William and Neaera get there, in their ways, in Turtle Diary without calling it mindfulness. It’s a lovely, wise book full of literary and musical references and myriad little details about London, and the Cornish fishing village of Polperro. It was the perfect read on my last day of vacation, sitting in a comfy chair looking out at the sea, not thinking of what lurks within, but just noticing the sun and the birds and the way the wind leaves itself behind on the sand.

 

Advertisements

Read Full Post »

I spent a gift card today that my now former co-workers gave me as a going away gift  yesterday — I got a few books that have been on my long term “to read” radar as well as a couple of books I heard about (or heard about the authors) on the most recent episode of The Readers. In the next week I will own (in no particular order; librarians do not, contrary to popular belief, alphabetize everything):

Turtle Diary by Russell Hoban — heard about this years ago and have been meaning to read it; read and loved Linger Awhile recently after finding it at Book & Bar while the Computer Scientist and former Teen the Younger were shopping for records. Also, still haven’t gotten over how thrilling it was to see an exhibit of Russell and Lillian Hoban’s Frances manuscripts at Yale’s Beinecke Library in February, when we visited the former Teen the Elder. Sorry about the glare, there’s glass between me and the manuscript.

28235327_2032640916750466_1085492973543476873_o.jpg

Heat Wave by Penelope Lively — have read her memoir, Dancing Fish and Ammonites, her story collection, The Purple Swamp Hen, and her novel How It All Began and enjoyed them all.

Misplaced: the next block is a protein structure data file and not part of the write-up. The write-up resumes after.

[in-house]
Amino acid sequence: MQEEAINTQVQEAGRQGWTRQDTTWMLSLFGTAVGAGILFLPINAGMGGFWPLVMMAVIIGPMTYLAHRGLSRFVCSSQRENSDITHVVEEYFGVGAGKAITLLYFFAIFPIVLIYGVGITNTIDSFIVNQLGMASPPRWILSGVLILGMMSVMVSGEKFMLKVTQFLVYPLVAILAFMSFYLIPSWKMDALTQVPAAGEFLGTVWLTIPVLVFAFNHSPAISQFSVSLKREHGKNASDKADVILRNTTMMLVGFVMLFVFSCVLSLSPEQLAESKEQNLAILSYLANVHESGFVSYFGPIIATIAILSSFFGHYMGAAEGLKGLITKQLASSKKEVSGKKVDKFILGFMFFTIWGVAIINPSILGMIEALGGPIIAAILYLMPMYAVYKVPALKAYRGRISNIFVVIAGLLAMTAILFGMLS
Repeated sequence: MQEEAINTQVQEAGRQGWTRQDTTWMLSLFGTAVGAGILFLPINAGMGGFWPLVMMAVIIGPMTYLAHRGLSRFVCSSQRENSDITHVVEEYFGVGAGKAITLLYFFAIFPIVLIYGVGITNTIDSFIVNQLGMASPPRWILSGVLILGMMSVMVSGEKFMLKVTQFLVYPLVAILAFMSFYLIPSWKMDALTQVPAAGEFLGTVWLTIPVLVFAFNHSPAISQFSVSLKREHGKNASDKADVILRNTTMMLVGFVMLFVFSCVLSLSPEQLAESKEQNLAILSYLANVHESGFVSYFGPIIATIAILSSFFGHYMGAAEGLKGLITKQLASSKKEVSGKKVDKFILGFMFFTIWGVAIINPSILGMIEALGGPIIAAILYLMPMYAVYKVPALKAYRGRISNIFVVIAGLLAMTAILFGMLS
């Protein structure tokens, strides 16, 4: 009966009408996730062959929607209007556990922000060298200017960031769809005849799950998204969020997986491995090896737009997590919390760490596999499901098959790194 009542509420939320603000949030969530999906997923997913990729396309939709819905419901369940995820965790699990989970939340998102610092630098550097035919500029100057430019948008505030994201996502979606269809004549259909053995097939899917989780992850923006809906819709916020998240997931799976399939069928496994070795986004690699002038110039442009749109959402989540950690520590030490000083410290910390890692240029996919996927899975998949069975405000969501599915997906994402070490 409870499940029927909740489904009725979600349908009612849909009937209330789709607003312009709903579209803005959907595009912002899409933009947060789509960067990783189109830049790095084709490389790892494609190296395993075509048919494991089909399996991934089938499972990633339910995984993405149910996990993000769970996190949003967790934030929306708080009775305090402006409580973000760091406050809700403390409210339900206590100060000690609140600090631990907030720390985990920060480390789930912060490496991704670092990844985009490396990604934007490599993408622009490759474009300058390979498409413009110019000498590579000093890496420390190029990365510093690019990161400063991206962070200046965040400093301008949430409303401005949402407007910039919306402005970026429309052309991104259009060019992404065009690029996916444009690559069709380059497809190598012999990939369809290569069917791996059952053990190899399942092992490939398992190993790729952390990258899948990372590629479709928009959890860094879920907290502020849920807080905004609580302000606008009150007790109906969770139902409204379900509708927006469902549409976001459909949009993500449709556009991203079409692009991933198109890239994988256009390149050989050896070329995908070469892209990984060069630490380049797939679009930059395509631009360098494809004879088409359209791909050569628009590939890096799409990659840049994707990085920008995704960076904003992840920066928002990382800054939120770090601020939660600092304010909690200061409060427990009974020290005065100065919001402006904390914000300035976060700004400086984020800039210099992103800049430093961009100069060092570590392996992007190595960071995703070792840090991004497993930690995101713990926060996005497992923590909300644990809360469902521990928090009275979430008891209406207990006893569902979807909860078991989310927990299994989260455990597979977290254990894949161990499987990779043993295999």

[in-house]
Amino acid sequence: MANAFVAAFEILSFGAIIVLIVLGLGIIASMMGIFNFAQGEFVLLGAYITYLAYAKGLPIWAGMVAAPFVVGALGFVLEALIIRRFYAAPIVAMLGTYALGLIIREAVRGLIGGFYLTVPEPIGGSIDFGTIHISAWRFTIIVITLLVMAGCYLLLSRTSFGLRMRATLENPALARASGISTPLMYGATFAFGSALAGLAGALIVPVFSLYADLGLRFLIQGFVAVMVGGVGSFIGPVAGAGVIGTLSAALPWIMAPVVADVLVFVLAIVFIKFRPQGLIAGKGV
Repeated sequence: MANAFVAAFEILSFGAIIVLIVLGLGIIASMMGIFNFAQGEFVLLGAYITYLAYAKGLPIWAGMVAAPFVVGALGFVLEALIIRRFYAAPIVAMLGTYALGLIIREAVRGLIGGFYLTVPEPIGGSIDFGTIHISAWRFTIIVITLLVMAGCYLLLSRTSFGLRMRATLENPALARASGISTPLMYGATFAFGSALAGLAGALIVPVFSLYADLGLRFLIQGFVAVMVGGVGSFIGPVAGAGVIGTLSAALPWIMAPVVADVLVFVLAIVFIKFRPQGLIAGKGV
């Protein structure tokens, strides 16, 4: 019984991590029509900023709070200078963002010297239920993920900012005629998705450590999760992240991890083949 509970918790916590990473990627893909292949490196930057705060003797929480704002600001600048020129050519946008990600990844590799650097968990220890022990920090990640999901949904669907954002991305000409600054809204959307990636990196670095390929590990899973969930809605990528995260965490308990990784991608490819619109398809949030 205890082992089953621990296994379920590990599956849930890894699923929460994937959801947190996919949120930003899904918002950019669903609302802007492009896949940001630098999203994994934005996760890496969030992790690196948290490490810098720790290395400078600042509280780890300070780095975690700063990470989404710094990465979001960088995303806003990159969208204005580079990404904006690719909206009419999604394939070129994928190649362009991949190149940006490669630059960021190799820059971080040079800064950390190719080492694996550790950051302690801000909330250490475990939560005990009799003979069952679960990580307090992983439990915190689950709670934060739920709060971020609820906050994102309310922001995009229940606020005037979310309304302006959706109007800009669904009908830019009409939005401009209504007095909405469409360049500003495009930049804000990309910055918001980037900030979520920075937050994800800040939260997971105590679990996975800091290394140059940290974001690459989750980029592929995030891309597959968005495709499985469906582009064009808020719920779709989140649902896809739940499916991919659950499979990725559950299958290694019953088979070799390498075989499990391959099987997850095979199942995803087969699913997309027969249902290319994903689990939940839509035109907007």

The Scapegoat by Daphne Du Maurier — my grandmother introduced me to Du Maurier when I was still a girl, but I don’t think I’ve ever read anything other than Rebecca, and possibly a short story here or there. Must remedy that! I believe it was Simon and Thomas on The Readers who mentioned this one.

Narcissus and Goldmund by Herman Hesse — we had another Hesse around here that the former Teen the Younger had to read in high school and probably weeded from their shelves, but I don’t see it. When I heard Thomas and Simon mention this one on the Readers and was intrigued

Last Night in Montreal by Emily St. John Mandel — I loved Station Eleven and again, when I heard Simon and Thomas talk mention that she’s written several other books, I thought to myself that I would keep an eye out for those.

Besides my new purchases, I still have the pile I got at the Five Colleges Book Sale last month:

31091933_2099153643432526_7839726597198939002_n.jpg

And two I bought in South Carolina:

The Water is Wide by Pat Conroy, which is set on a fictionalized version of Daufuskie Island, which is very near where my dad lives. I’m confused by this, because the book is called a memoir on the publisher’s page and Pat Conroy’s page, but when I look up Yamacraw, the island in the book, Google redirects me to Daufuskie and uses the word fictionalized. Perhaps that will be clearer when I read it.

The Enchanted Island by Elizabeth von Arnim — for no real reason, other than it was also at the library bookshop where I bought The Water is Wide and it looked interesting, plus had a beautiful cover.

I did a big book re-org when I came home with the pile on the couch, above. I have a number of other choices that came to my attention when I did that . . . but this is probably enough to choose from, for now.

What should I read next?

Read Full Post »